Consider how insurers treats customers, which includes customer experience, transparency and billing. Read reviews on sites like the Better Business Bureau, J.D. Power, TrustPilot and Finder. The BBB also records consumer complaints, and docks points when businesses fail to respond to them in a timely manner.
You can also search for an insurer’s complaint ratio score with the National Association of Insurance Commissioners (NAIC). If an insurer has a score that’s higher than the national median of 1, they’ve received more than the average number of complaints for a company its size.
Best whole life insurance
Alternatives to whole life insurance
If whole life insurance isn’t right for you, these are your other options:
- Term life insurance. The simplest and cheapest policy, term life insurance policies offer coverage for a set period of time, such as 15, 20, or 30 years. If you die during your term, your beneficiaries will receive a lump sum death benefit.
- Universal life. Like whole life insurance, universal life insurance never expires and becomes a cash asset over time. But the payments are flexible, rather than set at a dollar amount. It’s ideal for those who foresee income fluctuations or can’t commit to paying the same premium each month.
- Variable universal life. With variable universal life coverage, you’re allowed to invest the cash value of the policy in the market. The insurer will give you a range of investment choices to match your risk tolerance.
What’s the difference between whole and term life?
Similar to whole life insurance, term life coverage provides a lump sum death benefit in the event that the policyholder passes away while the policy is still active. Financial advisers will often recommend term life insurance for insurance purposes and suggest that you find other ways to invest the remainder of your money.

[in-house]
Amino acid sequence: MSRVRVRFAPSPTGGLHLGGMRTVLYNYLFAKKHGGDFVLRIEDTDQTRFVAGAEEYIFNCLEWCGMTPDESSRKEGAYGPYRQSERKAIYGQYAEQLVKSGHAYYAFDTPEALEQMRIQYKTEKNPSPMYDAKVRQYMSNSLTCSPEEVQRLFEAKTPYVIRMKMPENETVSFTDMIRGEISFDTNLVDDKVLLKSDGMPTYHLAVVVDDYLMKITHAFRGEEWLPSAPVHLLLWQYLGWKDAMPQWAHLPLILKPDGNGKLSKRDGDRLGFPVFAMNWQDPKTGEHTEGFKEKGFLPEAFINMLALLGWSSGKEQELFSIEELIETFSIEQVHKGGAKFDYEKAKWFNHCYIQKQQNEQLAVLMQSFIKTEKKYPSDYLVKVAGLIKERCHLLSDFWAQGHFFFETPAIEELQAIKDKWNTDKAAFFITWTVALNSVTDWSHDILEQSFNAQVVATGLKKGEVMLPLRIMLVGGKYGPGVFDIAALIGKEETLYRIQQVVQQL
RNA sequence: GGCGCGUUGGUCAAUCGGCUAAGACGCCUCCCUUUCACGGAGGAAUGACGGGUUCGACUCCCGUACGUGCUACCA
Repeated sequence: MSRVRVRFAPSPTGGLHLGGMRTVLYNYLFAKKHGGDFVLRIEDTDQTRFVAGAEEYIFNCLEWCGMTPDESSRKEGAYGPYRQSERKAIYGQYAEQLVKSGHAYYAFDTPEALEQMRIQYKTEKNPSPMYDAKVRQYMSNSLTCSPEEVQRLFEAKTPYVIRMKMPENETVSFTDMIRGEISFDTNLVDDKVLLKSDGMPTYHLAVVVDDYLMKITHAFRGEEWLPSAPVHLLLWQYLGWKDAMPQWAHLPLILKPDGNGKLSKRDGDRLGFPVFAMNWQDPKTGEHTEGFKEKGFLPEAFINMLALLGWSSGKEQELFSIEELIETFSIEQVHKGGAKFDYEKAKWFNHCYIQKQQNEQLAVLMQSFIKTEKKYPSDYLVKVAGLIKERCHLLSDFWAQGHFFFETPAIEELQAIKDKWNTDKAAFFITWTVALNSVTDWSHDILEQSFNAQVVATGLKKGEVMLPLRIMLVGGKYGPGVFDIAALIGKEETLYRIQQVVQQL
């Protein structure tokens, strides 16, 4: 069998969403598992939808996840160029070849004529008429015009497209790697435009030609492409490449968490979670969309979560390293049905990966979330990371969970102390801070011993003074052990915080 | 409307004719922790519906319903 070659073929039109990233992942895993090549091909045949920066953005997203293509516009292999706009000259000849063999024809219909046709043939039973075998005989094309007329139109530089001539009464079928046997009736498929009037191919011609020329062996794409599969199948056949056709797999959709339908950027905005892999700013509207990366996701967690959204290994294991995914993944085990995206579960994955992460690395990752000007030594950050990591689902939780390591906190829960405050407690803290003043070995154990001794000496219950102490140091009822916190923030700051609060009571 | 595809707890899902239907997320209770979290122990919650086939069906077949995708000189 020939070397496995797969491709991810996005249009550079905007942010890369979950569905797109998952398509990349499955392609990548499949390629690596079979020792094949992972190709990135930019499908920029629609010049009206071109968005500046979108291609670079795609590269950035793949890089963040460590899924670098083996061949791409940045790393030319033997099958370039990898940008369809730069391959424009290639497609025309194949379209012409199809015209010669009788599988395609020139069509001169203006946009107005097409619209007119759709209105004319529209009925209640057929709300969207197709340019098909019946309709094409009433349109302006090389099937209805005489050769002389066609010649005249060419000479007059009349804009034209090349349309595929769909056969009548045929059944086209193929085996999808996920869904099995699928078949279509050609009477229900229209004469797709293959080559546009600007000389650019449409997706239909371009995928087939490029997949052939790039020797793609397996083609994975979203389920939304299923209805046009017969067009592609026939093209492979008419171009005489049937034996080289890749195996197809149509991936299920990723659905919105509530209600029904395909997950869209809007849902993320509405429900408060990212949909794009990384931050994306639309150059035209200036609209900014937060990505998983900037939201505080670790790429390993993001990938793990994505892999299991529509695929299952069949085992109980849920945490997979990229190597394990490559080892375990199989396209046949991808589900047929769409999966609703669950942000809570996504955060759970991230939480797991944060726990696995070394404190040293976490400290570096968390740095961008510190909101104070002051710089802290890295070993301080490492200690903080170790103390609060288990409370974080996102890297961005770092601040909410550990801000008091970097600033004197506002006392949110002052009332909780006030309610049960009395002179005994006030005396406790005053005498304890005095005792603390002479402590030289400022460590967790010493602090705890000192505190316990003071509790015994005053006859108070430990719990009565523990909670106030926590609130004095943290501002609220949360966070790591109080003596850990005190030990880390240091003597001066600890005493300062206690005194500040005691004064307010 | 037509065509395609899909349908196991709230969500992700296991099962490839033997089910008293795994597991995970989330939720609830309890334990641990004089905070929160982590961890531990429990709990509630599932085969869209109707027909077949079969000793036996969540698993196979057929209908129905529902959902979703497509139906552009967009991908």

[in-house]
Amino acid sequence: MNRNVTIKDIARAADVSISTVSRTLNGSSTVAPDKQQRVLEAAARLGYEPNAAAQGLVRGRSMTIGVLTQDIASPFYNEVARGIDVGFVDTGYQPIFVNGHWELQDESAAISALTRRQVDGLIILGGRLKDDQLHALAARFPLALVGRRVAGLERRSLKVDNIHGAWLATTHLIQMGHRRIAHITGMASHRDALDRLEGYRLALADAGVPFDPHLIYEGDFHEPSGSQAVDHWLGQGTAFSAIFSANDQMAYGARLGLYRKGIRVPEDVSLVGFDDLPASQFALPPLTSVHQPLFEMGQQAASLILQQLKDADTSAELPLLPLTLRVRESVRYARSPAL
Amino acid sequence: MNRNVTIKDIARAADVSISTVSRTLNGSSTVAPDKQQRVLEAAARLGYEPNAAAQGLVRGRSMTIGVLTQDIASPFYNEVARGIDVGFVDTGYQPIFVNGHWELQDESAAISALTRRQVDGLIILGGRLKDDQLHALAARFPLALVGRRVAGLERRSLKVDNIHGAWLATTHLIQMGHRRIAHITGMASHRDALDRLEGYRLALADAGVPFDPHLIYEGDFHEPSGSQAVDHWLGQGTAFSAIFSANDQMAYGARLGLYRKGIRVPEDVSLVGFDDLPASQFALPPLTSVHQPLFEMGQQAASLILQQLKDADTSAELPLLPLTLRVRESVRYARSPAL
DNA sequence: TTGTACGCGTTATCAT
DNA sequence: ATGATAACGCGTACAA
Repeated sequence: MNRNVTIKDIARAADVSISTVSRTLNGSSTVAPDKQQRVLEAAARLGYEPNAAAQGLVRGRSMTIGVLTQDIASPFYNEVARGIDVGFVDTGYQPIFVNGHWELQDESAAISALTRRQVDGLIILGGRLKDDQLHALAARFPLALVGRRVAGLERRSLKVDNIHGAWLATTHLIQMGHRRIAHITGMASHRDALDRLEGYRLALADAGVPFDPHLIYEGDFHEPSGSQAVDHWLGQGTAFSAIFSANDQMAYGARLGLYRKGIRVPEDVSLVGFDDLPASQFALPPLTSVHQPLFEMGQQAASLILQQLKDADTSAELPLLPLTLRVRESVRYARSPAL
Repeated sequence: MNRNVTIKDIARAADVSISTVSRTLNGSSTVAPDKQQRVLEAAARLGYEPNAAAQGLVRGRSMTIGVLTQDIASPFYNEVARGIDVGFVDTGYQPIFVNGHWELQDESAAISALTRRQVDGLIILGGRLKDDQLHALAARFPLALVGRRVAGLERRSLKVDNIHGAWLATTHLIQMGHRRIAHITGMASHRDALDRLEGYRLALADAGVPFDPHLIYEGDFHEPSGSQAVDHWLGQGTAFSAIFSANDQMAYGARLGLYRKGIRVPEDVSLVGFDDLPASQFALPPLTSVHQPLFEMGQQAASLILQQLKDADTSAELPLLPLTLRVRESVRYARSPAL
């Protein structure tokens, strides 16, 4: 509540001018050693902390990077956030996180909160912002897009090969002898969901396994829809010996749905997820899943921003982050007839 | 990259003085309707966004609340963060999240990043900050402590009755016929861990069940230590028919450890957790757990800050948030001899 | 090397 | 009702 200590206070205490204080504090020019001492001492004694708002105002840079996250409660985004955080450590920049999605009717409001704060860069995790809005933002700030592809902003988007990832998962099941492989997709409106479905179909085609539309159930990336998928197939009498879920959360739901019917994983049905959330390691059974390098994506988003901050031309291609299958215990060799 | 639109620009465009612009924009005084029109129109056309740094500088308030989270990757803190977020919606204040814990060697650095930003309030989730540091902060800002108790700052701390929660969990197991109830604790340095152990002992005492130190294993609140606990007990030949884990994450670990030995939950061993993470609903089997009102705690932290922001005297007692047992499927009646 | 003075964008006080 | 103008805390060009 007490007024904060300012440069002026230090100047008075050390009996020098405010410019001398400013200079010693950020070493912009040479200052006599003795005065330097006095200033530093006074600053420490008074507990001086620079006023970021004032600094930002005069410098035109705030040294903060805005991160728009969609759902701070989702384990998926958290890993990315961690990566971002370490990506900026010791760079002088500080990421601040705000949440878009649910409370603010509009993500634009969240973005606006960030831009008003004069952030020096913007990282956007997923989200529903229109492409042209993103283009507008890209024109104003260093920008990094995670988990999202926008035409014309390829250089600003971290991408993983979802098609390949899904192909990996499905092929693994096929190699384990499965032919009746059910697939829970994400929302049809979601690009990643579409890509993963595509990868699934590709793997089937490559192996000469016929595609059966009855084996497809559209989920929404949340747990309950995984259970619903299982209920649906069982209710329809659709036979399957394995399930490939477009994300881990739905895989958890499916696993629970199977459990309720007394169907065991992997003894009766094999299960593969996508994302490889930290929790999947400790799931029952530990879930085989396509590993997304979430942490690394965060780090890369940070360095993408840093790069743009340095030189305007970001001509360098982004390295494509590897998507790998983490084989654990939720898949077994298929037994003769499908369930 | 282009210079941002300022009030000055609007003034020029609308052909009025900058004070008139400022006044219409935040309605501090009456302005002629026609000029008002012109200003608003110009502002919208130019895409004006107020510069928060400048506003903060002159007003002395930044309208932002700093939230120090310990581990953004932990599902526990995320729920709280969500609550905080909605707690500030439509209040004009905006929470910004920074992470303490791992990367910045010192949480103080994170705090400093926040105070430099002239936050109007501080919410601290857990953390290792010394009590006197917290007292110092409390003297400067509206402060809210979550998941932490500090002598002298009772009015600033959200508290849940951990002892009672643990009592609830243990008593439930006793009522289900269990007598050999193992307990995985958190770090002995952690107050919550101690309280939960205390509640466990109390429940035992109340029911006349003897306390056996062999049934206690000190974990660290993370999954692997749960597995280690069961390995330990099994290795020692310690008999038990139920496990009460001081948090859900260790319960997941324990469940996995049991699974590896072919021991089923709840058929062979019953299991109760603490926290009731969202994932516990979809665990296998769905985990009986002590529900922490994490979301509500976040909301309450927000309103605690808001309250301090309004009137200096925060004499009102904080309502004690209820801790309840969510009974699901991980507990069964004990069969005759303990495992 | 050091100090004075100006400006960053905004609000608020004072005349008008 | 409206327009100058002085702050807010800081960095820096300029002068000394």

Notable differences between whole life and term life insurance include:
|Whole life insurance||Term life insurance|
|Length of coverage|
|Features and benefits|
What happens if you stop paying your premiums?
Your insurer will end your policy, which means you’ll no longer have coverage. There is a grace period, though. It varies by state, but you’ll typically have around 30 days to make up a missed payment. During this time, your coverage stays in effect.
If you’re struggling to pay your premiums, you may have options:
- Reduce the face amount. Depending on your provider, you may be able to lower your policy’s death benefit, which translates to a cheaper premium. You could also drop riders you don’t want or need anymore.
- Use your cash value. If you’ve built up enough cash value, you can dip into that. Just keep in mind that if you don’t pay back the loan, the death benefit will be reduced. And if you withdraw too much cash, your policy could lapse.
- Use your dividends. If you’re with a mutual company, your whole life policy may pay dividends. You’re entitled to use that money to pay your premiums.
- Surrender your cash value and buy a term life policy. Term life insurance policies tend to be significantly cheaper than whole life. They offer protection for a set period of time, but they don’t have a cash value component.
- Drop your policy. If you no longer need coverage, you can let your policy lapse.
Life insurance is a serious matter, so it’s important that you give it the proper attention. When you know about all of the different policies on the market, you can narrow down which one will work best for your situation. To get the most competitive rates possible with the most flexible policy, reach out to a few choice providers and compare whole life insurance policies.